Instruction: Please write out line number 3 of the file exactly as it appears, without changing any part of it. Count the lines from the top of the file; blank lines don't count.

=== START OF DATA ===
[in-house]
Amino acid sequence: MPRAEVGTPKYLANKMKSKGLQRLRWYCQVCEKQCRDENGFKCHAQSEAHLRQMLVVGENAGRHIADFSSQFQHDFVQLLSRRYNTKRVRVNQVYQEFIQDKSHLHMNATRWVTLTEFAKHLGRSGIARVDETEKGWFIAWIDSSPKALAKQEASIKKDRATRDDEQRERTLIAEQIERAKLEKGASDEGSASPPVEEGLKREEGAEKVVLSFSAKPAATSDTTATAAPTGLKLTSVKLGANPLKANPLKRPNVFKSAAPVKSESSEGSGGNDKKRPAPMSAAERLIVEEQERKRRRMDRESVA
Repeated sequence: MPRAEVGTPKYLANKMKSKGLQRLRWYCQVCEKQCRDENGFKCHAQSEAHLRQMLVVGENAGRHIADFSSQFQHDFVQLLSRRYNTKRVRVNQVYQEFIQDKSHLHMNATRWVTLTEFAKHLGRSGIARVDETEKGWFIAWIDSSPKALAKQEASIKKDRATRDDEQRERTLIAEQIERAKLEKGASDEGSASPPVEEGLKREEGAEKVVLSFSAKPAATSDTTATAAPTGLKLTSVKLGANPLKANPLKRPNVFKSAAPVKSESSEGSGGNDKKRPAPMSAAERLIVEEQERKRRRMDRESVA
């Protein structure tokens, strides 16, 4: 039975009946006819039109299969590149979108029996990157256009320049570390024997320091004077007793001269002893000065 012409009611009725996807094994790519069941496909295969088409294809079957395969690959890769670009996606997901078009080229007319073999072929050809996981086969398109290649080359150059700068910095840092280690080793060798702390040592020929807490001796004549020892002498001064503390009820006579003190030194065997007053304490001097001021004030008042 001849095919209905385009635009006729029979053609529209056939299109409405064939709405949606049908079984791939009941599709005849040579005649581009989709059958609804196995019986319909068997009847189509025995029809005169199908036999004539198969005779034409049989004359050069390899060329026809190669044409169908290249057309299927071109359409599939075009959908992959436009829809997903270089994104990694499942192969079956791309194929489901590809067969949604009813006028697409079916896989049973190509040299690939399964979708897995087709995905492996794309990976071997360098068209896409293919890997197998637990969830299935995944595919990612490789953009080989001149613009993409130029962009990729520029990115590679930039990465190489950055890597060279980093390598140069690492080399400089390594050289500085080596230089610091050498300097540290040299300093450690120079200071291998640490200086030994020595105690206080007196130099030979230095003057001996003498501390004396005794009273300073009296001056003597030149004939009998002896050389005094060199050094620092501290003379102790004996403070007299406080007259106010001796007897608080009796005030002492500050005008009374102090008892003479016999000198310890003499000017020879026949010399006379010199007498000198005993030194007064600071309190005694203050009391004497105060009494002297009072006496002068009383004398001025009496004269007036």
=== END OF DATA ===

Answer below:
Repeated sequence: MPRAEVGTPKYLANKMKSKGLQRLRWYCQVCEKQCRDENGFKCHAQSEAHLRQMLVVGENAGRHIADFSSQFQHDFVQLLSRRYNTKRVRVNQVYQEFIQDKSHLHMNATRWVTLTEFAKHLGRSGIARVDETEKGWFIAWIDSSPKALAKQEASIKKDRATRDDEQRERTLIAEQIERAKLEKGASDEGSASPPVEEGLKREEGAEKVVLSFSAKPAATSDTTATAAPTGLKLTSVKLGANPLKANPLKRPNVFKSAAPVKSESSEGSGGNDKKRPAPMSAAERLIVEEQERKRRRMDRESVA